George III suffered from periods of mental instability and, during the last and most prolonged of these, retired from public view while his son, the Prince of Wales, ruled in his stead. The Prince Regent was well known for his sense of style and his interest in lavishly designed buildings and interiors. His official residence in London was Carlton House and over the years he transformed it from an unassuming property into an opulent palace decorated in the fashionable Regency Classicism style he popularised. The Prince Regent was a great patron of the Arts and frequently commissioned architects, designers and craftsmen but, unfortunately, his lavish lifestyle meant that he was often in debt and didn’t always pay his bills.
Many young men of good families spent a year or two on a Grand Tour overseas discovering ancient ruins and studying architecture, art and sculpture. Inevitably they returned home full of ideas for embellishing and remodelling their family seats. Regency Classicism was a visually rich mixture of pattern, colour and motifs from ancient Egypt, Greece and Imperial Rome. Architects copied and developed these ideas and manufacturers produced illustrated pattern books demonstrating scrolling leaves, drapery, Greek key and stylised flower patterns for use in paper hangings, carpets, furniture inlay and decorative plasterwork.
Thomas Hope (b 1769) began to collect Classical art after his Grand Tour. He believed an interior should be stylistically harmonious and applied these principles to his own home, recording his designs in his book of Household Furniture and Decoration. This became a useful source for designers and was the first book to use the phrase ‘interior decoration’.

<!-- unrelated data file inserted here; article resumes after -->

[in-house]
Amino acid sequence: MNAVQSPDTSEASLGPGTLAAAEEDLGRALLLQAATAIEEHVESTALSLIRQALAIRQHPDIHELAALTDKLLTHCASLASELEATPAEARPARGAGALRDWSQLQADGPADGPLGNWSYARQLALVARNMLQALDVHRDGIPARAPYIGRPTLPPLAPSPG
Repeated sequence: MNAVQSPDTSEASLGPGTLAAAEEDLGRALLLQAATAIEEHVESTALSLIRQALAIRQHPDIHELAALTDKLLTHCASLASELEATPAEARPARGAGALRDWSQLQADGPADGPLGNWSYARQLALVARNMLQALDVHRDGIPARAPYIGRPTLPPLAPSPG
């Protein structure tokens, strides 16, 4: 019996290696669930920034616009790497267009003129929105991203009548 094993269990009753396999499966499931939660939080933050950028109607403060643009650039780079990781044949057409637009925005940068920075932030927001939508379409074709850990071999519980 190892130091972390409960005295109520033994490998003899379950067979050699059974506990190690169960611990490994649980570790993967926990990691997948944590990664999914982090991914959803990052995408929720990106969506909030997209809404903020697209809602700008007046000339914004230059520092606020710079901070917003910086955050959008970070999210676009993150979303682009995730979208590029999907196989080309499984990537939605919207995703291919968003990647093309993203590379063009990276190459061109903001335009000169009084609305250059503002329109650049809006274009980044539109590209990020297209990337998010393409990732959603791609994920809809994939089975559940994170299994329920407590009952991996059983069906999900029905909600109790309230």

Regency furniture is elegant, often made of woods like mahogany and rosewood. Veneers were popular as decorative inlays and ornamental details in brass were often used. Chairs frequently had sabre legs and tables were sometimes styled with carved lion’s legs or sphinx’s heads. Rich damasks, striped silks and taffetas were used to upholster chairs and sofas.
Window treatments were elaborate, often comprising heavy silks with swags and tails, tassels and fringing over muslin under-curtains. Curtains were hung from carved and gilded poles. Earlier Georgian colour schemes were restrained, using paint colours such as sage, blue-grey or burgundy but later the most popular colours were paler: sky or Wedgewood Blue, stone, dusky pink or pea green. As designs became more ostentatious in the Regency era, often influenced by Oriental and Chinese designs, bolder colours came into use: sulphur yellow, crimson, royal blue and strong greens.
The Prince Regent’s taste is perhaps best demonstrated by the exoticism of the Royal Pavilion at Brighton, his seaside pleasure palace. In 1815 he commissioned the architect John Nash to begin the transformation of the modest Marine Pavilion into a magnificent oriental palace with minarets, domes and pinnacles on the outside. No expense was spared on the gloriously rich interior with rooms designed for entertaining and even the corridors were opulently decorated and exquisitely furnished.
Flamboyant and sometimes fantastical, the Regency Classicism style still influences designers today.
As an interior designer for most of my working life, Georgian and Regency design has always been one of my favourite influences. The heroine in my latest novel, The House in Quill Court, is an early interior decorator and wallpaper (known then as paperhangings) designer. It was interesting to use my own experiences as a designer to bring authenticity to a character in my novel.Tweet